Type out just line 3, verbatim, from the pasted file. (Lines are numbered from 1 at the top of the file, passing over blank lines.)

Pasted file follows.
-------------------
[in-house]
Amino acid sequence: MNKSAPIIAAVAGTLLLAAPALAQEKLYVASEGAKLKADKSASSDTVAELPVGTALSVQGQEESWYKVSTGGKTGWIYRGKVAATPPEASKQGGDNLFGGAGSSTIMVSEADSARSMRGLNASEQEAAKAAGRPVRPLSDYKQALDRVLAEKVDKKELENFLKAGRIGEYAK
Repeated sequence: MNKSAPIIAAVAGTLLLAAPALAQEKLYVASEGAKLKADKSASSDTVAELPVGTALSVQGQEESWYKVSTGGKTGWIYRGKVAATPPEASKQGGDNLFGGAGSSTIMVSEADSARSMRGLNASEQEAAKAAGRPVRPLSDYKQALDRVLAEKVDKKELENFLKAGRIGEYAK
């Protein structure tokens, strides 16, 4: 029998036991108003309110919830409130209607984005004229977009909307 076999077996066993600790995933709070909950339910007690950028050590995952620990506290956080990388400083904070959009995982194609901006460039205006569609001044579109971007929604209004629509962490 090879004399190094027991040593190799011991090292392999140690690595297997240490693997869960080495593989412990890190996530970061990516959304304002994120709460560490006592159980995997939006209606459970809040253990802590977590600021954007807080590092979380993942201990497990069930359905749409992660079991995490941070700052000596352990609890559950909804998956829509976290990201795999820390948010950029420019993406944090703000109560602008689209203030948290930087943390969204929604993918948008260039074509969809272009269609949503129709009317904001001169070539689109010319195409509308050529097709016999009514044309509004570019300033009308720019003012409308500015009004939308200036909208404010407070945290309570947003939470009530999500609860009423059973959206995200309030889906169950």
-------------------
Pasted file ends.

Repeated sequence: MNKSAPIIAAVAGTLLLAAPALAQEKLYVASEGAKLKADKSASSDTVAELPVGTALSVQGQEESWYKVSTGGKTGWIYRGKVAATPPEASKQGGDNLFGGAGSSTIMVSEADSARSMRGLNASEQEAAKAAGRPVRPLSDYKQALDRVLAEKVDKKELENFLKAGRIGEYAK